Celtic "a"

From: andrew jarrette
Message: 43092
Date: 2006-01-24

The Celtic languages are intriguing and full of a lot of complicated history.  One simple mystery to me about the Celtic languages, however, is the origin of their short /a/.  If IE did not have /a/, and the laryngeals were not common in main syllables between consonants, what then is the origin of Celtic /a/, which on the surface seems to be quite common in Welsh and Irish?  One item that piqued my interest in reading Cowgill's (I believe it is he) Welsh Grammar was his positing of schwa secundum, the reduced vowel, to explain some noun such as hadl or similar meaning "seat" or similar, from the *sed- root.  What is the explanation of this noun (I don't remember its exact form but I know for sure it had a and was from the *sed- root), i.e. its /a/ vowel?  Could there actually have been some sort of reduced vowel, a schwa secundum?  Or is it perhaps a development of unstressed *e or *o, or some other conditioned change?  As well, are there any scholarly works which explain the origin of /a/ in Celtic?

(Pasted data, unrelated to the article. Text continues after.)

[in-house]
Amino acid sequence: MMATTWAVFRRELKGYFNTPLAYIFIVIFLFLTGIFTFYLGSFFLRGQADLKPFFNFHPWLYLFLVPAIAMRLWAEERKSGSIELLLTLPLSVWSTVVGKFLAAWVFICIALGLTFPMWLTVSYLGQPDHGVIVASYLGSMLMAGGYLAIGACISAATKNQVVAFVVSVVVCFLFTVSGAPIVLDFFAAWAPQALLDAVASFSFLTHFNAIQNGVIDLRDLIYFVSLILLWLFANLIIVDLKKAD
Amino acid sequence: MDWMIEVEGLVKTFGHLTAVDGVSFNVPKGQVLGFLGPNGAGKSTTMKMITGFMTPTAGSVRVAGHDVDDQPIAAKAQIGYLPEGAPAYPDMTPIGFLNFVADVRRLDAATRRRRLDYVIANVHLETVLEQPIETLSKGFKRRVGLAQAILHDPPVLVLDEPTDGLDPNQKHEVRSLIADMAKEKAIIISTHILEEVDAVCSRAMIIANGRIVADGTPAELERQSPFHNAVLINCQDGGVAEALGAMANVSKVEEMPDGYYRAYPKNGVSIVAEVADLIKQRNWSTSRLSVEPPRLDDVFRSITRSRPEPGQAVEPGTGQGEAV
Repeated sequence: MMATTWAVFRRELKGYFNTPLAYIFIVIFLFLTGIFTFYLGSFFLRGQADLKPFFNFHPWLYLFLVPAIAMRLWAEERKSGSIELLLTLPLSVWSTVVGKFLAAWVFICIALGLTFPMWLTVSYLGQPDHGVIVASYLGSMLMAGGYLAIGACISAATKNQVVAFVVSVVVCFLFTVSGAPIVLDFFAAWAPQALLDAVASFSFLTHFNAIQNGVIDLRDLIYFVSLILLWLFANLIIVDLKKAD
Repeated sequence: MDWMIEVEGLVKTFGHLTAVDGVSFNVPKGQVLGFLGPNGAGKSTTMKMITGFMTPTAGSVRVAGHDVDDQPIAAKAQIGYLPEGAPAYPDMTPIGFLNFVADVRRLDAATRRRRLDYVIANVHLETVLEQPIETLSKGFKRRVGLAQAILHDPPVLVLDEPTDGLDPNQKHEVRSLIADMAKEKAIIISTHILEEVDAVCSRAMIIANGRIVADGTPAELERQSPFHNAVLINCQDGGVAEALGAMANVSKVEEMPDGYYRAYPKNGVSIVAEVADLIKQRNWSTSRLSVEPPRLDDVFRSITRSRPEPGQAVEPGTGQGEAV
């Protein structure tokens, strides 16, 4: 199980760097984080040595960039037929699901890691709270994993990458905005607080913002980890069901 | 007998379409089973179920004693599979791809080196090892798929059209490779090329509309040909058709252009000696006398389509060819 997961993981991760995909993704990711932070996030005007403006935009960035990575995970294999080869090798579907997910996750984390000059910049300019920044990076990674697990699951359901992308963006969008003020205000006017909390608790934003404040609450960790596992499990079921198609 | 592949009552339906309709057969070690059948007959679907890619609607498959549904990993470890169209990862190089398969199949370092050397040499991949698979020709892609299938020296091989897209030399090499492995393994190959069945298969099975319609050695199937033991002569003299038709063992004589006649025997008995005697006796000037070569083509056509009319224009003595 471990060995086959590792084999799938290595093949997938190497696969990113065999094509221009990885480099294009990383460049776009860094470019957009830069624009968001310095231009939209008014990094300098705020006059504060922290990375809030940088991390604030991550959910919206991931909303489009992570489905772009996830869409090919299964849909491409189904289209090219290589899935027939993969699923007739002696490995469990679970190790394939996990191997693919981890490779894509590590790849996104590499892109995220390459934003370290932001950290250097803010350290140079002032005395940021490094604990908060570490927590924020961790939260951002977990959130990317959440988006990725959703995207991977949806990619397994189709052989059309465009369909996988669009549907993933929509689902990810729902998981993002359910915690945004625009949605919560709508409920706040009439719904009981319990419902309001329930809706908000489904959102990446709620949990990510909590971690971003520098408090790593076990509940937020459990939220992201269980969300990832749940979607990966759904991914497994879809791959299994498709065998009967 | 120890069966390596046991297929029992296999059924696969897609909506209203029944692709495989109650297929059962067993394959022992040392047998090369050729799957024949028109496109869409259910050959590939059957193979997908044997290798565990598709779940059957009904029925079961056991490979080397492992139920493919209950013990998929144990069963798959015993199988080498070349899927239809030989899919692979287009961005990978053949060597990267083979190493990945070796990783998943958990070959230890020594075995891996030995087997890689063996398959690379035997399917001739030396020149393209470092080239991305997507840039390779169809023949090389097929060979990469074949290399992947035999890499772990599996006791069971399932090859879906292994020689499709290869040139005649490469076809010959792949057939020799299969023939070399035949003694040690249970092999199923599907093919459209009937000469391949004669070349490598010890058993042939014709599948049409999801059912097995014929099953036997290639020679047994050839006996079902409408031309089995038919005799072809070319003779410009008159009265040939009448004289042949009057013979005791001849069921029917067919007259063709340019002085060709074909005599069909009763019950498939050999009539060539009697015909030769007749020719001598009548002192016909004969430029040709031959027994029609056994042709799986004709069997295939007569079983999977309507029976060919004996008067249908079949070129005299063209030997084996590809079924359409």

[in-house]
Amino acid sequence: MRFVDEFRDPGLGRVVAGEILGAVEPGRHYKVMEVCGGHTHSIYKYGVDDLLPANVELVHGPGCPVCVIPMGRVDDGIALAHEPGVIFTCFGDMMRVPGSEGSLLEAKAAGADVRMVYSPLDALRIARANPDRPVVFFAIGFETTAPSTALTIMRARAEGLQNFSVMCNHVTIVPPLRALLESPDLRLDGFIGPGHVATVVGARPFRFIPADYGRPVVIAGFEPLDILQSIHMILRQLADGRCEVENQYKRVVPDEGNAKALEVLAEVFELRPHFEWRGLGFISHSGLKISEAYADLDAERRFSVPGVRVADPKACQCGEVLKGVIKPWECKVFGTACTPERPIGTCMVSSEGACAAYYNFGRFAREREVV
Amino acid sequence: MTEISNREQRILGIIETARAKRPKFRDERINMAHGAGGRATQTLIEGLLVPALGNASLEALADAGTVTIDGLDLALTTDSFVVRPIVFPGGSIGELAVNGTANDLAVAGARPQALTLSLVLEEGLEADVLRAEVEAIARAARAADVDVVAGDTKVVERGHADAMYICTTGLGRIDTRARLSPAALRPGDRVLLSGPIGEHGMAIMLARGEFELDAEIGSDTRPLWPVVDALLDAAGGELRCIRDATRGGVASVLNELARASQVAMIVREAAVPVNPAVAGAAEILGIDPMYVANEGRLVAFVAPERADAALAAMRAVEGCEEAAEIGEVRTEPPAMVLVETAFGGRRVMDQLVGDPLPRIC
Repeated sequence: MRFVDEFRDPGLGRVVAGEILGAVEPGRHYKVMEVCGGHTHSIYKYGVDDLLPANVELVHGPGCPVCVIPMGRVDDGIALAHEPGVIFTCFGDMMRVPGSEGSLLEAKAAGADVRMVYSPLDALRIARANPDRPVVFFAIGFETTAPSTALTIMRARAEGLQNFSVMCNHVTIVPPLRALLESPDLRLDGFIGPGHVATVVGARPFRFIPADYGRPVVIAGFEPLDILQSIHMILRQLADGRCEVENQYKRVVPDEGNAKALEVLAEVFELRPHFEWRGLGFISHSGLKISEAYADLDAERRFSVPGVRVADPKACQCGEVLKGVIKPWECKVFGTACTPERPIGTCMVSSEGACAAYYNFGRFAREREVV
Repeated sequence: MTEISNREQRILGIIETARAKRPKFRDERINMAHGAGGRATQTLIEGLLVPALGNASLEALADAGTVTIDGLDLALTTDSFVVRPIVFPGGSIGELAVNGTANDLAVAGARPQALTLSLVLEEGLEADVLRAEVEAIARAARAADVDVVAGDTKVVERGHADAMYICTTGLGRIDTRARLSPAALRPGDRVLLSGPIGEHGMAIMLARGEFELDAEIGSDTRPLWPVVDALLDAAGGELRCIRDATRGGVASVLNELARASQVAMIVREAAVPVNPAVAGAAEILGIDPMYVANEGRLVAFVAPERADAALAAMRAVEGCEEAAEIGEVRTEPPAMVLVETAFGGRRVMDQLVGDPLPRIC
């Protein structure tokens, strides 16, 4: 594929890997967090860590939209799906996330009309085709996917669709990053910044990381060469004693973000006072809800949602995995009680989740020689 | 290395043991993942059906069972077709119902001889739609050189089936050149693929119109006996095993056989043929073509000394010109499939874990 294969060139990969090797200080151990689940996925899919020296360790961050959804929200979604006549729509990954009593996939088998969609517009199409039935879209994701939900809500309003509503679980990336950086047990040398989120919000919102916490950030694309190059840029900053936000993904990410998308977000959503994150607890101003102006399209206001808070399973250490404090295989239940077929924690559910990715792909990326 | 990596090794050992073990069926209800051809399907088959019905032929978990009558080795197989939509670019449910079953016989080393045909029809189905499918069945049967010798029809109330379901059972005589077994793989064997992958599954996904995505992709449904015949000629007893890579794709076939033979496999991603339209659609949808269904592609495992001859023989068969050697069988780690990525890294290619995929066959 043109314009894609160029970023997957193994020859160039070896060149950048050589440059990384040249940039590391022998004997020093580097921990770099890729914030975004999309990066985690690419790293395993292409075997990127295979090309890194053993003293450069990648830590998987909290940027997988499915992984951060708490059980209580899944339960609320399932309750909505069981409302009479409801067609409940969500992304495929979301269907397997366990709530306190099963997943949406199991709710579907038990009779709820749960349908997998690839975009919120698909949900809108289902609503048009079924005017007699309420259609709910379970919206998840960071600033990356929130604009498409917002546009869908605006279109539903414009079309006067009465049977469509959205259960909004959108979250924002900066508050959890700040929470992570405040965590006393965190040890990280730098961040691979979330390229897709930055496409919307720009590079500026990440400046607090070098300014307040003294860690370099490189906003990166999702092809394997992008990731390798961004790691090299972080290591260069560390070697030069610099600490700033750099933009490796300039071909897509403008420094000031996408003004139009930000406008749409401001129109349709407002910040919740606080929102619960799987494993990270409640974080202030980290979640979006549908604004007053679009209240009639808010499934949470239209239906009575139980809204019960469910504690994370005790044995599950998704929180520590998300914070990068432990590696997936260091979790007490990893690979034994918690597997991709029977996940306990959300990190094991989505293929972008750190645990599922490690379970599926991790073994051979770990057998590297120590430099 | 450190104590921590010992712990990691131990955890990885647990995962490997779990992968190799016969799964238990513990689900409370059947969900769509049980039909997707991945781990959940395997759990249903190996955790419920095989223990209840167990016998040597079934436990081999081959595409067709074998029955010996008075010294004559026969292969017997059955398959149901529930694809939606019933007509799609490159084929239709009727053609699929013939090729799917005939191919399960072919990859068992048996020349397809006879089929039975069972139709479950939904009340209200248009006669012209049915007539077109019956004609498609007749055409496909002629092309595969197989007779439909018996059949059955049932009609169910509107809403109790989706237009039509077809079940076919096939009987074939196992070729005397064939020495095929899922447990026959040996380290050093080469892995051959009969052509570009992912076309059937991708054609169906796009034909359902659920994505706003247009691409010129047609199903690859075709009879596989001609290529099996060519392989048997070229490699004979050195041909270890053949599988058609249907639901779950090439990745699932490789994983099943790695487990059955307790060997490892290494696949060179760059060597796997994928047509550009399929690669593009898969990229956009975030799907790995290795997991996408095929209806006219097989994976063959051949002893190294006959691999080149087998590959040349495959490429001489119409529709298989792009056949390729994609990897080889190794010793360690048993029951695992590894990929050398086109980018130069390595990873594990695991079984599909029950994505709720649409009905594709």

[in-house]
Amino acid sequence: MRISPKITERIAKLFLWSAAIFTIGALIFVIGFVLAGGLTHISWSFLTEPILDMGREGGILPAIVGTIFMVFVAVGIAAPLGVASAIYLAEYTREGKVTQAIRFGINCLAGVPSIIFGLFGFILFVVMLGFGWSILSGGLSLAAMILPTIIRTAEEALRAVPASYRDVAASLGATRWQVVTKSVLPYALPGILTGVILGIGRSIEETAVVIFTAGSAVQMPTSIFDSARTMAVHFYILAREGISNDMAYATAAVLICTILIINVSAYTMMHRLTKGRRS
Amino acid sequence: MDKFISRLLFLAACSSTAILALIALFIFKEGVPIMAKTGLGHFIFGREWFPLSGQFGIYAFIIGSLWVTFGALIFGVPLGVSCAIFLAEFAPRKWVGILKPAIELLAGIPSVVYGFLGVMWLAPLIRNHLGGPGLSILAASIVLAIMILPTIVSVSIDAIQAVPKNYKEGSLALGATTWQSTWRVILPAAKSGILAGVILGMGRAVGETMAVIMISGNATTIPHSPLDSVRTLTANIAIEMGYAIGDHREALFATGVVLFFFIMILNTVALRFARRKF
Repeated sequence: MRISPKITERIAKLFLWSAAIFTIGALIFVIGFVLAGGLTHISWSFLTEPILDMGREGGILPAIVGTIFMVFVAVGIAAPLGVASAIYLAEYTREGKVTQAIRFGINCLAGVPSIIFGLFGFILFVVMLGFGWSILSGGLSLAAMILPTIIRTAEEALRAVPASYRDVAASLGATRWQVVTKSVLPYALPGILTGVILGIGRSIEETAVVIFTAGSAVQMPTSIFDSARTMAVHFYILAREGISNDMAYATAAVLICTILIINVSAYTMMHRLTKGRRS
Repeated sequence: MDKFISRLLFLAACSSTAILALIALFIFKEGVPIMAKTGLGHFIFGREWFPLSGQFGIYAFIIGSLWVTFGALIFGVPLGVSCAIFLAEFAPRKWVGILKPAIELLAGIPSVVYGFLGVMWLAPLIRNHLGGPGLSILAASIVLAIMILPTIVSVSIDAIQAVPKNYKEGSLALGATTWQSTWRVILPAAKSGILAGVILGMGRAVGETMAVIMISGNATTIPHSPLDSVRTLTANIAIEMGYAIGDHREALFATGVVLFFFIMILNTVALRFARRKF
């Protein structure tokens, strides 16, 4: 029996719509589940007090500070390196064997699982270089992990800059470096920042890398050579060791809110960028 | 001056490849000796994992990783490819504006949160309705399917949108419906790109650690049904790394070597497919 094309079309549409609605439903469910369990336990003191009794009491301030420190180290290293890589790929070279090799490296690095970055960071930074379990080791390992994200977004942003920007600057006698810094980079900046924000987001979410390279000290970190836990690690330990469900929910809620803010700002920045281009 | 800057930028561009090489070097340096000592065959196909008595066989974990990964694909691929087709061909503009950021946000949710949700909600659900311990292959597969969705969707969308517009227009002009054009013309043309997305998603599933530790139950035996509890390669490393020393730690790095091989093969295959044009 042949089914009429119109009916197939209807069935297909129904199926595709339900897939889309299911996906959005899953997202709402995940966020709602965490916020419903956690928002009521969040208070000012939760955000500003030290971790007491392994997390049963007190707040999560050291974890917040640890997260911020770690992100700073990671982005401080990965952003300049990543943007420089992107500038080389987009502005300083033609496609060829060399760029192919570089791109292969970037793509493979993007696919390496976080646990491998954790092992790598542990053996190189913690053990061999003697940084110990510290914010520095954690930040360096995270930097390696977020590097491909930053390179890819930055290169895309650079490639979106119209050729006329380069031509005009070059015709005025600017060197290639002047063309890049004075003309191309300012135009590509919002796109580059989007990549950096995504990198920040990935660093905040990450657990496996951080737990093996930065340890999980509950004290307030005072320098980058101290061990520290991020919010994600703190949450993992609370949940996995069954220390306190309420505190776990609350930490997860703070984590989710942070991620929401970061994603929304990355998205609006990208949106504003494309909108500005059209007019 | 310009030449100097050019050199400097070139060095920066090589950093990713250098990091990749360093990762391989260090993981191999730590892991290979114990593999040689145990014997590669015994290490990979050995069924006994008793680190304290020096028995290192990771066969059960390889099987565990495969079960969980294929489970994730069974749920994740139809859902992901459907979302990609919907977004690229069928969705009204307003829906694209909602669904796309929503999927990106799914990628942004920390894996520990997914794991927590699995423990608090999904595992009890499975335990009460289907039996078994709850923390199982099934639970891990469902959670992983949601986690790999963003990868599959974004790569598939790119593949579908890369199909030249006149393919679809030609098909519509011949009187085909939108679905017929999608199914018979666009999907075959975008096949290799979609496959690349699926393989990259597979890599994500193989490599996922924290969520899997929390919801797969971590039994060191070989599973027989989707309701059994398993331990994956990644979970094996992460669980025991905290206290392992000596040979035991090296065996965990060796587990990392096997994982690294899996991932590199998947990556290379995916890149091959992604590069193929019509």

Andrew


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